Story Time Starter: Rhyming

March 23, 2017

We love to rhyme at the library and would like to share our favorite rhyming things with you!

Happy First Day of Spring!

March 20, 2017

Happy First Day of Spring everybody!

Divide by Ed Sheeran

By Ellie - AV   |  March 17, 2017

In my opinion, Divide is Ed Sheeran’s best release yet. In the latest album from the singer/songwriter, he experiments with different song and sound styles in a way that is fun and musically entertaining. Sheeran incorporates a lot of personal storytelling motifs with songs like “Nancy Mulligan” (written about Sheeran’s grandparents) and “Supermarket Flowers” (an emotional lament for his grandmother’s death narrated from his mother’s point of view). The CD packs a serious emotional punch while also delivering an engaging and enjoyable listening experience. Tracks like “Barcelona” and “Bibia Be Ye Ye” use international cultural motifs and rhythms that result in extremely catchy, danceable songs. Included in this CD are also the radio smash hits “Shape of You” and “Castle on the Hill,” which have become instant favorites. This newest album shows that his sound has really matured since his first, Plus, released in 2011. The deeper, more complicated narration exemplifies how Sheeran has grown as both a person and an artist in the past 6 years. Overall Rating: A+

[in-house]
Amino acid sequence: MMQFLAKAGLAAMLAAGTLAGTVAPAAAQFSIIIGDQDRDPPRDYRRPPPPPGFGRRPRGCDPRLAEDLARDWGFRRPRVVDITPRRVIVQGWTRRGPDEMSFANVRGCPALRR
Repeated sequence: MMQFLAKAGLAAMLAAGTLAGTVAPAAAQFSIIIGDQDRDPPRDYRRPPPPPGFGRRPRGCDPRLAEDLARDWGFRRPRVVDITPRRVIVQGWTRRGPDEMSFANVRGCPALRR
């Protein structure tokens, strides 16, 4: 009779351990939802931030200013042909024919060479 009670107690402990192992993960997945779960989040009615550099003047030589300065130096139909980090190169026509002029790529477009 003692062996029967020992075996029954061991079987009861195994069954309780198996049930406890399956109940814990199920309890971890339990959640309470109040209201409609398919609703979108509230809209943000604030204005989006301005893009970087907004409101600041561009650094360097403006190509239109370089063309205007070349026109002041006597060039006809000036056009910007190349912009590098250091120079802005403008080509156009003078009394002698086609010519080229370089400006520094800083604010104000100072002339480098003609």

Crafting with Kids: Youth Art Month

March 16, 2017

Happy March, everyone! It's Youth Art Month this month.

Kevin Hart: What Now?

By Melinda - AV   |  March 15, 2017